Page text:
Behavioral economists — yes, they exist — talk about the tendency of humans to procrastinate. And yes, they apply that to retirement plans. Individuals often put off signing up for them and, even when they do sign up, put off increasing their contributions over time.
Many private sector employers have responded with “automatic enrollment,” in which new employees — and sometimes existing ones, too — are automatically enrolled in a retirement plan (a 401(k) for example), with a certain amount deducted from their paychecks. And some employers increase each year the amount of the contributions deducted.
The public sector, presumably because of the increased availability of defined benefit plans, hasn’t adopted automatic enrollment in defined contribution plans, such as 457 deferred compensation plans, to the same degree. But according to the National Association of Government Defined Contribution Administrators, Inc. (NAGDCA), interest is increasing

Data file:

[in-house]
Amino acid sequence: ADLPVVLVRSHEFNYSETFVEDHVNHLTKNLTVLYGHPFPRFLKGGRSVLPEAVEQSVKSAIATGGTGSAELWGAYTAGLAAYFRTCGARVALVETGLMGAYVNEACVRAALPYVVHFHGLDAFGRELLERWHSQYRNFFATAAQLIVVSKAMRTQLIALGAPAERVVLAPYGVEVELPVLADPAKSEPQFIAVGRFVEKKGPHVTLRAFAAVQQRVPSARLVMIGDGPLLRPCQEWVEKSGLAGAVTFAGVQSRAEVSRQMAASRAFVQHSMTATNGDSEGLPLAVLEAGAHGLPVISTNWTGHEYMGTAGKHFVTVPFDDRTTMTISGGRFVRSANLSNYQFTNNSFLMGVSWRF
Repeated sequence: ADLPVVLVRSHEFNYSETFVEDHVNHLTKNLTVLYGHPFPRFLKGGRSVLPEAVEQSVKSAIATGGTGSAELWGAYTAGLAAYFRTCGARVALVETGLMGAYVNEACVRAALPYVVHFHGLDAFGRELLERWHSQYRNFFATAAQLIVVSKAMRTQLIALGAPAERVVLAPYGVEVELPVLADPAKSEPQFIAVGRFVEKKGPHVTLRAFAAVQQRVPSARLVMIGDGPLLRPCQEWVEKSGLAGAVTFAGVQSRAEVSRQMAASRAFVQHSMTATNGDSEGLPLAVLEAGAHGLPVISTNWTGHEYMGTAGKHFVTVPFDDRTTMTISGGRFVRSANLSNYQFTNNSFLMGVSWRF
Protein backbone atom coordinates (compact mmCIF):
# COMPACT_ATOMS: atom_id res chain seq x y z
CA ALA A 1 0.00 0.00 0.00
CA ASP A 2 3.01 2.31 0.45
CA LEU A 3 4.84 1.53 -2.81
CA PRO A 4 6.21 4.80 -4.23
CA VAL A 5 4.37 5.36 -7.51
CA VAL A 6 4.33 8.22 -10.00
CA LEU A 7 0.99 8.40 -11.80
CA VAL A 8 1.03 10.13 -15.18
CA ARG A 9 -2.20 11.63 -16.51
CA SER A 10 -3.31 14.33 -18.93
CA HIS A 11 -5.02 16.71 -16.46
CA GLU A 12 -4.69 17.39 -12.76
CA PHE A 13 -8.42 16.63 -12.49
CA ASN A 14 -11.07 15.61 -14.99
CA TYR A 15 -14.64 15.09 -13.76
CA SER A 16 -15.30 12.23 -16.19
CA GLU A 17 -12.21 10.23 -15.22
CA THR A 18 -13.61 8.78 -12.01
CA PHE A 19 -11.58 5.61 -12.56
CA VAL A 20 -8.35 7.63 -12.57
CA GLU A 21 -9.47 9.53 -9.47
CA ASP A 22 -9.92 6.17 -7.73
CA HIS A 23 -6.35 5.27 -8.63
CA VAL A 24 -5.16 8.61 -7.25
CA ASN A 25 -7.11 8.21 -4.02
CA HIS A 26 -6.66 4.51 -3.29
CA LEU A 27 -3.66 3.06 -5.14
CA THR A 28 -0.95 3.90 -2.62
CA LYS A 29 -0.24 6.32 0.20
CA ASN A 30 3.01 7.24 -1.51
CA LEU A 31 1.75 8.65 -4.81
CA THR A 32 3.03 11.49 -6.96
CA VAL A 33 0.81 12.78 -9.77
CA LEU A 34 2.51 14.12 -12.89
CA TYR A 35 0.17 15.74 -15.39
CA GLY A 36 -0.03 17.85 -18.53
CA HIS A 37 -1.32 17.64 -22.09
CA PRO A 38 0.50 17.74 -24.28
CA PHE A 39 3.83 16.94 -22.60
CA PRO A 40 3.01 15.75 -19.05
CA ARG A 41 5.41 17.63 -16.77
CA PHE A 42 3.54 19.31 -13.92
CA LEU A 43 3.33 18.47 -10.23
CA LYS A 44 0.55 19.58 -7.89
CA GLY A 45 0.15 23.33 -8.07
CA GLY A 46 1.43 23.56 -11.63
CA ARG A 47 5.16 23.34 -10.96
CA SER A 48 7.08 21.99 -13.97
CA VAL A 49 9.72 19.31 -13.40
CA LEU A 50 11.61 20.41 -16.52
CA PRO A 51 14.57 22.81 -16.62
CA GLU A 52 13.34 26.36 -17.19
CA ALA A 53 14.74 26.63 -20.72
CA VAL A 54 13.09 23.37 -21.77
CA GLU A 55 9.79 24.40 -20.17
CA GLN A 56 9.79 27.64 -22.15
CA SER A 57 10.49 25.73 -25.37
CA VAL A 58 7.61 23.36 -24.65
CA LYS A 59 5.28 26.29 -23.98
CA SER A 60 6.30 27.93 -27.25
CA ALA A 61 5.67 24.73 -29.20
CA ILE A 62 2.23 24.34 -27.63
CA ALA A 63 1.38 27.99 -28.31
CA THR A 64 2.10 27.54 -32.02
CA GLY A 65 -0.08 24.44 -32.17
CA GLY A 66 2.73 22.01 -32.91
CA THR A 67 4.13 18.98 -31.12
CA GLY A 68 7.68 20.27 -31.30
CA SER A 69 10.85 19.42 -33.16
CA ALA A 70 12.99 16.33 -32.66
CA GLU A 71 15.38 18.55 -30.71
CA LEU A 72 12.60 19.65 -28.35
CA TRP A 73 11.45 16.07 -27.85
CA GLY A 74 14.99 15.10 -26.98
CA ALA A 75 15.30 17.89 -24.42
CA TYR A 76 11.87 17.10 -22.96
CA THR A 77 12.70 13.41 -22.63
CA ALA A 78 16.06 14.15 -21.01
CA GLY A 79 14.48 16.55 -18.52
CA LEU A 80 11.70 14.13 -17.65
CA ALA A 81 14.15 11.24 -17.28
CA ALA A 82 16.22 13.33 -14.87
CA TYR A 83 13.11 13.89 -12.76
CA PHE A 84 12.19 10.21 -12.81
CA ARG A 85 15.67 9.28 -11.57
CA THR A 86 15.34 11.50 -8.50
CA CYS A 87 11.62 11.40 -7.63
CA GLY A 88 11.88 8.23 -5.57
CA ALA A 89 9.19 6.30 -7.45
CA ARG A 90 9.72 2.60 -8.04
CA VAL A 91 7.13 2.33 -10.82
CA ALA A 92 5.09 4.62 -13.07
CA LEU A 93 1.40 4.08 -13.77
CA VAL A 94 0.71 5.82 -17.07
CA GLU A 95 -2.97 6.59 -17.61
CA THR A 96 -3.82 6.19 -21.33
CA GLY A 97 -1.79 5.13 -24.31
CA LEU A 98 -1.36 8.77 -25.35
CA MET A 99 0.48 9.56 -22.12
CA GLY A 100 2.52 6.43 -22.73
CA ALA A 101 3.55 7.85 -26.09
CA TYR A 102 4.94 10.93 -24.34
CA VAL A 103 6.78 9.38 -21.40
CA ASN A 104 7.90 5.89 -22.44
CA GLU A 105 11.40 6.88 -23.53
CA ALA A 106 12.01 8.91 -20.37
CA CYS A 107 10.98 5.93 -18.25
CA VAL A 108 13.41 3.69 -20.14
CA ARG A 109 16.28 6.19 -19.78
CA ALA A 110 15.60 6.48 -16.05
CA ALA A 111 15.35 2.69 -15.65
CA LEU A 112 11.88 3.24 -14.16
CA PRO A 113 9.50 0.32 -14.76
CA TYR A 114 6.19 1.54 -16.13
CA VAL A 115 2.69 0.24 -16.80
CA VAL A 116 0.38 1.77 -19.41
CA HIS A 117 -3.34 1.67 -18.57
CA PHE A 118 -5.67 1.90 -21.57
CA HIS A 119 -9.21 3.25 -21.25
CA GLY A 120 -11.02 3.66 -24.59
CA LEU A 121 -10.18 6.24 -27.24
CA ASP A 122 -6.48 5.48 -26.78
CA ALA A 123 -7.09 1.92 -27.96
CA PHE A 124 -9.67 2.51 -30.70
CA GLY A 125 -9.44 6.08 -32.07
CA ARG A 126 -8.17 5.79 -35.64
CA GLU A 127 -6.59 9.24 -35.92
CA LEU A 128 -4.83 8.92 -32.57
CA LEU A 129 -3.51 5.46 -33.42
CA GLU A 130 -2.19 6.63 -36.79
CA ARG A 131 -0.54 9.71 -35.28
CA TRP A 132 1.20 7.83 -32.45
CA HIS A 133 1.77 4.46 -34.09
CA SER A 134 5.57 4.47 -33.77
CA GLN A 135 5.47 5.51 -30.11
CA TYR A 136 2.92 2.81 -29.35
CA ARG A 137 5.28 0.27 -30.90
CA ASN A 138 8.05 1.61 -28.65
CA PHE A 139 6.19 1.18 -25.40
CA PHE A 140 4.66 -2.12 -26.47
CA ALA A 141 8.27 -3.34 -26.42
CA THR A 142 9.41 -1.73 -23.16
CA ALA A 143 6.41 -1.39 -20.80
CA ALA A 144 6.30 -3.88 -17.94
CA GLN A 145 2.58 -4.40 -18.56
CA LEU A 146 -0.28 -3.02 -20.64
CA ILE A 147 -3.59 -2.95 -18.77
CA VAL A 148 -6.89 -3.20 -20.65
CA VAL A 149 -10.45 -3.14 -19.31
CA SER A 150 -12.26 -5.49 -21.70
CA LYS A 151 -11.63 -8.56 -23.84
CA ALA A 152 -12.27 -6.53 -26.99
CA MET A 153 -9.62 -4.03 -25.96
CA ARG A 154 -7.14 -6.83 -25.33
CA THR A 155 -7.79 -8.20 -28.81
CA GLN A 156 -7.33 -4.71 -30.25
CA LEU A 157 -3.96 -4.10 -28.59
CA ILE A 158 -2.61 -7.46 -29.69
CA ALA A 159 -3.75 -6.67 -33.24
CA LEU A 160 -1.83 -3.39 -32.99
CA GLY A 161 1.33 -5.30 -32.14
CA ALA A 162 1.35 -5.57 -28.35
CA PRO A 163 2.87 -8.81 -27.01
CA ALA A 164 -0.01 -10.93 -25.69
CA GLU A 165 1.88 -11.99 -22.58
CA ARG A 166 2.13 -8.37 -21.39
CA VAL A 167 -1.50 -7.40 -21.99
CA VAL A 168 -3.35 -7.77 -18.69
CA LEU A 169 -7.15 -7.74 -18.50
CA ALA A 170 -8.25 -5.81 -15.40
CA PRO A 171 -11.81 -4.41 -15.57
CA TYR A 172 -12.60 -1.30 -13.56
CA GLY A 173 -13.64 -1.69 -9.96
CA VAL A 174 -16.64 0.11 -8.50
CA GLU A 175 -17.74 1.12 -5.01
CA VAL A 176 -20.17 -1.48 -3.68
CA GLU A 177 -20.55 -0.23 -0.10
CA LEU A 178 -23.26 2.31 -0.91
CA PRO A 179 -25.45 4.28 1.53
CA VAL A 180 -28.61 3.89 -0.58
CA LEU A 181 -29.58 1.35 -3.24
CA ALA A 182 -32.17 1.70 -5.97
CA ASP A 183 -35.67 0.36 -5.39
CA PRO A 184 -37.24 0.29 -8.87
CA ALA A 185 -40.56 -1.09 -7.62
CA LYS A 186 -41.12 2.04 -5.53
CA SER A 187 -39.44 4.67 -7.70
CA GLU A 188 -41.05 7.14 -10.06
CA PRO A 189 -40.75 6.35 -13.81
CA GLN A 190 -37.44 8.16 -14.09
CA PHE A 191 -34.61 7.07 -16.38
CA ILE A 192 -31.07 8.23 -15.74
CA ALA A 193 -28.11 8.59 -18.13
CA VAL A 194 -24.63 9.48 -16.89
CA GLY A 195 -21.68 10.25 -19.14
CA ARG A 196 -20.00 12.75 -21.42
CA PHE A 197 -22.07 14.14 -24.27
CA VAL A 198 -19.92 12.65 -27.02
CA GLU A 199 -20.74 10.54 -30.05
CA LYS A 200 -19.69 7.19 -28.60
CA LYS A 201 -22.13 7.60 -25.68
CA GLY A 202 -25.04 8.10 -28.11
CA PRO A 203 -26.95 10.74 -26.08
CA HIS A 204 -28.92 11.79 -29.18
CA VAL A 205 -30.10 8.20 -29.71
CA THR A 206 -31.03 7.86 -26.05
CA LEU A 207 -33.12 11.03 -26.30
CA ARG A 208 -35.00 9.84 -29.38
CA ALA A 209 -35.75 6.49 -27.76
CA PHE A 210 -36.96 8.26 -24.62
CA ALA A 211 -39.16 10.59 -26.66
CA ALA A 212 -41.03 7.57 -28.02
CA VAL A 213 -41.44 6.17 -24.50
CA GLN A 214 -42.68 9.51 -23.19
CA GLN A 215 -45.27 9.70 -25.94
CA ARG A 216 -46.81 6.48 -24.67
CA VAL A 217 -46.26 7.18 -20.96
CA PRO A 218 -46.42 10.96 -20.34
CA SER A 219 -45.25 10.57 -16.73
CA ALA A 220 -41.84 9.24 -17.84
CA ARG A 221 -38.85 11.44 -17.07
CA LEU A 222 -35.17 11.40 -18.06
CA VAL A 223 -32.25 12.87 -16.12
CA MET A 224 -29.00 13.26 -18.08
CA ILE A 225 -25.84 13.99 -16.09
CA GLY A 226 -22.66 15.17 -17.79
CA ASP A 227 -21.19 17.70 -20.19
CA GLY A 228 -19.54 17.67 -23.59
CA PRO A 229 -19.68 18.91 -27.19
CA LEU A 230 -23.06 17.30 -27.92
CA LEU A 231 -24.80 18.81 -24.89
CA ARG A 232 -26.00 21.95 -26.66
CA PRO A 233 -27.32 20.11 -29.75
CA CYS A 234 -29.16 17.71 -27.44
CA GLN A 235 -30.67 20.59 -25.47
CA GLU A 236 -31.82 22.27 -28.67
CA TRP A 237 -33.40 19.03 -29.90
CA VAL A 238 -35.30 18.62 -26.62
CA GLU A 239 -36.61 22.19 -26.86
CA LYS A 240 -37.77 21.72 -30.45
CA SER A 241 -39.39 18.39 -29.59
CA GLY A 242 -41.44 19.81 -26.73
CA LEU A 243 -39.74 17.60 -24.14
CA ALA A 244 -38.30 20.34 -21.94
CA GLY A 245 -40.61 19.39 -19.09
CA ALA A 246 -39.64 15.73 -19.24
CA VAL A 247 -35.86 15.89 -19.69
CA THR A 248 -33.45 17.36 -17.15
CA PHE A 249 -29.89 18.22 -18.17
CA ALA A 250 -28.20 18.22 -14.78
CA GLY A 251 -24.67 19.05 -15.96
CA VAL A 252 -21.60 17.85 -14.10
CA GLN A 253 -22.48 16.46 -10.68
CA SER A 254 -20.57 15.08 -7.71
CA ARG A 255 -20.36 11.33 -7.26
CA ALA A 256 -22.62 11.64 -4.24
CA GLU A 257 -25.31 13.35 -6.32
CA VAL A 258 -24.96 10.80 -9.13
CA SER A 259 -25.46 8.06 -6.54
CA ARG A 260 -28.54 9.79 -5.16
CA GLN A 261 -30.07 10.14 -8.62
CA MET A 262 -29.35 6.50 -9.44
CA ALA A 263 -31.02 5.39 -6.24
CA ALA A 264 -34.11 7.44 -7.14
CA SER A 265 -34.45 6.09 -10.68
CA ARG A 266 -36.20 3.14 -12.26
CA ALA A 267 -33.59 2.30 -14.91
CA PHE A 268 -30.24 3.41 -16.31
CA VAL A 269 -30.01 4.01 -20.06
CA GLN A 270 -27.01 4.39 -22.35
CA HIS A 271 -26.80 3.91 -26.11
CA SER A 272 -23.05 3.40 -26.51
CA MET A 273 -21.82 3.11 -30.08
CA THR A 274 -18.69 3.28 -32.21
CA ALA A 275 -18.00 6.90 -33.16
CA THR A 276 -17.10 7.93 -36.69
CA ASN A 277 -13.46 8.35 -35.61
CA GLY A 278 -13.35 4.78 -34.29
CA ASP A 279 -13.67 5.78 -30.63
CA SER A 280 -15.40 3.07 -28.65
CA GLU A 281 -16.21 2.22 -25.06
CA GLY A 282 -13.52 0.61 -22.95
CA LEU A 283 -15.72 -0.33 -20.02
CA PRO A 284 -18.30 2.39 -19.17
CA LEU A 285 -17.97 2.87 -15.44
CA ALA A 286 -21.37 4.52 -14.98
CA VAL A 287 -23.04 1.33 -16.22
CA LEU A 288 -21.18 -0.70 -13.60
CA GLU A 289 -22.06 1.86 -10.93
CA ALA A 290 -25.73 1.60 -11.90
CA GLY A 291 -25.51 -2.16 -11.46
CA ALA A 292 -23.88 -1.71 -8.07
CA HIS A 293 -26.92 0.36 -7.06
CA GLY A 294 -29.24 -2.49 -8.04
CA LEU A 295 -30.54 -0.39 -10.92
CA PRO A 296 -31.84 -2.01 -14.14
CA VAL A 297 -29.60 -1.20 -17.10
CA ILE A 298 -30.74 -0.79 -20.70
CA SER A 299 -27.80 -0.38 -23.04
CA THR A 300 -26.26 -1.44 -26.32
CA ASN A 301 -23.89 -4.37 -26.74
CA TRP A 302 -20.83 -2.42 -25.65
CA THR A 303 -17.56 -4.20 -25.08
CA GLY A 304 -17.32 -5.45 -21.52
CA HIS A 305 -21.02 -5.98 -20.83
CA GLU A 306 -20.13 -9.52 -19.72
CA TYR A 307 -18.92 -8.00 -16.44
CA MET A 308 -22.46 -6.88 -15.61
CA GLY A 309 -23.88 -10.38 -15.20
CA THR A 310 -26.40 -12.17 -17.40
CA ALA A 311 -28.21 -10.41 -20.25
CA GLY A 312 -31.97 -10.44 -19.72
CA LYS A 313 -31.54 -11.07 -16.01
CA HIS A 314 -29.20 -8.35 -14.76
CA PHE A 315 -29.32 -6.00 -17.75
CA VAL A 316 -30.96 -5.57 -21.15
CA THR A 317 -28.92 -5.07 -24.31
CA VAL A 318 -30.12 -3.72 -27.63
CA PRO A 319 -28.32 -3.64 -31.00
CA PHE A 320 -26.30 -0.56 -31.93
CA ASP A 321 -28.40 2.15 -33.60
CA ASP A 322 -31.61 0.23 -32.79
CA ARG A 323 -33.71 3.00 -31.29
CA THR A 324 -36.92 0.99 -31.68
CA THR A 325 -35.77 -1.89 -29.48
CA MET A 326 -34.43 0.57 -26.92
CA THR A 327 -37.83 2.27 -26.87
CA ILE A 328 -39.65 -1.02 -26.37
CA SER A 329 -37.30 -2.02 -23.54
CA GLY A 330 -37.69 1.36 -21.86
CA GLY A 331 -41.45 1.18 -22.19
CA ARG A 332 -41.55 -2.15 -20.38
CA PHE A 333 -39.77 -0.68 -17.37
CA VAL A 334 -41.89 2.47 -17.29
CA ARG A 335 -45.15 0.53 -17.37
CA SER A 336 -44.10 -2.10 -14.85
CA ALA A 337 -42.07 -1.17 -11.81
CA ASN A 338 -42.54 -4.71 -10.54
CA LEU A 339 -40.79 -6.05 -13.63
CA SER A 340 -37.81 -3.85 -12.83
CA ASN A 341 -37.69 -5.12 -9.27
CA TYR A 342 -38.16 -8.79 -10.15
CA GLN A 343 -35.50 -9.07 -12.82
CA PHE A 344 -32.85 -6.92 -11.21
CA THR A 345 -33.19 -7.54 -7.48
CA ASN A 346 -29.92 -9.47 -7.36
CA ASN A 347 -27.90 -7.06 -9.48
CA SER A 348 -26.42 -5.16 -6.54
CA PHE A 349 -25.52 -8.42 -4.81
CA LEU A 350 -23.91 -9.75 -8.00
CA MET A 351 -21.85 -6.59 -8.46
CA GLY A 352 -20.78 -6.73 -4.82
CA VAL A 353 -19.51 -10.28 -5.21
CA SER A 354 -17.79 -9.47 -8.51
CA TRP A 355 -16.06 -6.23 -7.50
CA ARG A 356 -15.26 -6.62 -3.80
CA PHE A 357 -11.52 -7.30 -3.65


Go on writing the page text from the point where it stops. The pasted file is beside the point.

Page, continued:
Does this sound worrisome? In 457 plans, like in 401(k) plans, you’d have the option to “opt out,” requesting that contributions from your paycheck stop. But evidence suggests only a small number of employees actually do opt out. According to the NAGDCA article:
In a study of large private employer plans, less than 10 percent of employees opt out.
In a study of public sector employers, “all agreed that employees have been very receptive to (automatic enrollment)…None have received complaints or negative reactions...”
Most individuals likely recognize that saving for their future is a good thing. One employer surveyed by NAGDCA noted that “employees are often surprised at how little impact the auto deferrals have on their take-home pay.” Sometimes procrastination works to your advantage!